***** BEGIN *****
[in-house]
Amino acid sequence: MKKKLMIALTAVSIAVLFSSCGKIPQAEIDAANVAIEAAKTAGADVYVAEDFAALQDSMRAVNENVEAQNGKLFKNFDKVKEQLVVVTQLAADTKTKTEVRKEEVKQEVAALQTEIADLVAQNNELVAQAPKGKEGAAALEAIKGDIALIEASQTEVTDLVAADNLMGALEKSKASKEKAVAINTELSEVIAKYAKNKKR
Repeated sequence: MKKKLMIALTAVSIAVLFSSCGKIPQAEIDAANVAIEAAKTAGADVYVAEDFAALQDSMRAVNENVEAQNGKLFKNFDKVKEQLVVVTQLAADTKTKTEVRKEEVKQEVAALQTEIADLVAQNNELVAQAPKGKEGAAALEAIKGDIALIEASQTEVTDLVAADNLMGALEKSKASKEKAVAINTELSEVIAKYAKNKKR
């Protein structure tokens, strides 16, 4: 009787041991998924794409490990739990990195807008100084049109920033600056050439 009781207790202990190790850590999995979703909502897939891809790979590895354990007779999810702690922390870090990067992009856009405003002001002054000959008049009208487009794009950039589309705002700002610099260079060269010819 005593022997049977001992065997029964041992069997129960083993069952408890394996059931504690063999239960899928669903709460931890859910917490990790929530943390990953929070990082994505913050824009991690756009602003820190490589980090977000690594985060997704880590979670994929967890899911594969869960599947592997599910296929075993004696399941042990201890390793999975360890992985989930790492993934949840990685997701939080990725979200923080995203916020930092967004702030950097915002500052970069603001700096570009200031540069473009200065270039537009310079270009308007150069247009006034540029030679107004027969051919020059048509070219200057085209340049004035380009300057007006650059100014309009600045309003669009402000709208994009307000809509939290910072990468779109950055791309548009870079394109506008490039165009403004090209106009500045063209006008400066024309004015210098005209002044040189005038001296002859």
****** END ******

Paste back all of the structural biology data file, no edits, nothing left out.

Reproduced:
[in-house]
Amino acid sequence: MKKKLMIALTAVSIAVLFSSCGKIPQAEIDAANVAIEAAKTAGADVYVAEDFAALQDSMRAVNENVEAQNGKLFKNFDKVKEQLVVVTQLAADTKTKTEVRKEEVKQEVAALQTEIADLVAQNNELVAQAPKGKEGAAALEAIKGDIALIEASQTEVTDLVAADNLMGALEKSKASKEKAVAINTELSEVIAKYAKNKKR
Repeated sequence: MKKKLMIALTAVSIAVLFSSCGKIPQAEIDAANVAIEAAKTAGADVYVAEDFAALQDSMRAVNENVEAQNGKLFKNFDKVKEQLVVVTQLAADTKTKTEVRKEEVKQEVAALQTEIADLVAQNNELVAQAPKGKEGAAALEAIKGDIALIEASQTEVTDLVAADNLMGALEKSKASKEKAVAINTELSEVIAKYAKNKKR
């Protein structure tokens, strides 16, 4: 009787041991998924794409490990739990990195807008100084049109920033600056050439 009781207790202990190790850590999995979703909502897939891809790979590895354990007779999810702690922390870090990067992009856009405003002001002054000959008049009208487009794009950039589309705002700002610099260079060269010819 005593022997049977001992065997029964041992069997129960083993069952408890394996059931504690063999239960899928669903709460931890859910917490990790929530943390990953929070990082994505913050824009991690756009602003820190490589980090977000690594985060997704880590979670994929967890899911594969869960599947592997599910296929075993004696399941042990201890390793999975360890992985989930790492993934949840990685997701939080990725979200923080995203916020930092967004702030950097915002500052970069603001700096570009200031540069473009200065270039537009310079270009308007150069247009006034540029030679107004027969051919020059048509070219200057085209340049004035380009300057007006650059100014309009600045309003669009402000709208994009307000809509939290910072990468779109950055791309548009870079394109506008490039165009403004090209106009500045063209006008400066024309004015210098005209002044040189005038001296002859």